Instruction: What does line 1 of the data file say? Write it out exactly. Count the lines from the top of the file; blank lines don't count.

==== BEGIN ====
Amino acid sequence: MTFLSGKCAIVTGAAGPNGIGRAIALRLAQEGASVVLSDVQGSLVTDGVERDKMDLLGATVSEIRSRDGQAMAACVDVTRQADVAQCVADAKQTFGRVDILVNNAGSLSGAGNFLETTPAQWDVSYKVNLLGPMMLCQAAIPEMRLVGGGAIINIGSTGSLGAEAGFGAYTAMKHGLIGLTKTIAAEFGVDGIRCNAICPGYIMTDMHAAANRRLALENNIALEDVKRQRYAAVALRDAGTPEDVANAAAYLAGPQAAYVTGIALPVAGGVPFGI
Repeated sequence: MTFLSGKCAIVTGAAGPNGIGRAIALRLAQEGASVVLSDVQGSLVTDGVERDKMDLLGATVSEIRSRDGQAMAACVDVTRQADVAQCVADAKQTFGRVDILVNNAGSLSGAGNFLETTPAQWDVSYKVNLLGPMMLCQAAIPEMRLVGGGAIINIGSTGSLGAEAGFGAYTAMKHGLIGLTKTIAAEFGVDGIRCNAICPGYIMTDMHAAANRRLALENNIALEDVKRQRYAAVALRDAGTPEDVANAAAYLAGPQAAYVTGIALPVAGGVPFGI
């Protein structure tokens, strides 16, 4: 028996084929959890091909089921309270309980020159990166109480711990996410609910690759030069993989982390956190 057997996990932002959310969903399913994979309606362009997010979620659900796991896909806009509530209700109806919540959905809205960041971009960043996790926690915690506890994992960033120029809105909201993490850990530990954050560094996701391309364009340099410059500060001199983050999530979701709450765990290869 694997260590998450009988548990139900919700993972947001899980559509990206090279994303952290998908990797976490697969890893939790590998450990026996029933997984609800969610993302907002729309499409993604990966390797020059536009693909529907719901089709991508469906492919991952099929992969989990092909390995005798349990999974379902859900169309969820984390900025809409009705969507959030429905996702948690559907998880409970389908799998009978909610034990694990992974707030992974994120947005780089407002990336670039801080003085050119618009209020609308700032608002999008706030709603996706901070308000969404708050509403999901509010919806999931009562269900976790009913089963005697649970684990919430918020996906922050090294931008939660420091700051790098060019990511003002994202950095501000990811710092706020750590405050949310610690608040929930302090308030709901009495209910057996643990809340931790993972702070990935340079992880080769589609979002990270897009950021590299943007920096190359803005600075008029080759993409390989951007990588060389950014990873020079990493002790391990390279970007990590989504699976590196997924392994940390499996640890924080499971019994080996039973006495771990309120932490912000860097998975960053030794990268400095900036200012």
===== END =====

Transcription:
Amino acid sequence: MTFLSGKCAIVTGAAGPNGIGRAIALRLAQEGASVVLSDVQGSLVTDGVERDKMDLLGATVSEIRSRDGQAMAACVDVTRQADVAQCVADAKQTFGRVDILVNNAGSLSGAGNFLETTPAQWDVSYKVNLLGPMMLCQAAIPEMRLVGGGAIINIGSTGSLGAEAGFGAYTAMKHGLIGLTKTIAAEFGVDGIRCNAICPGYIMTDMHAAANRRLALENNIALEDVKRQRYAAVALRDAGTPEDVANAAAYLAGPQAAYVTGIALPVAGGVPFGI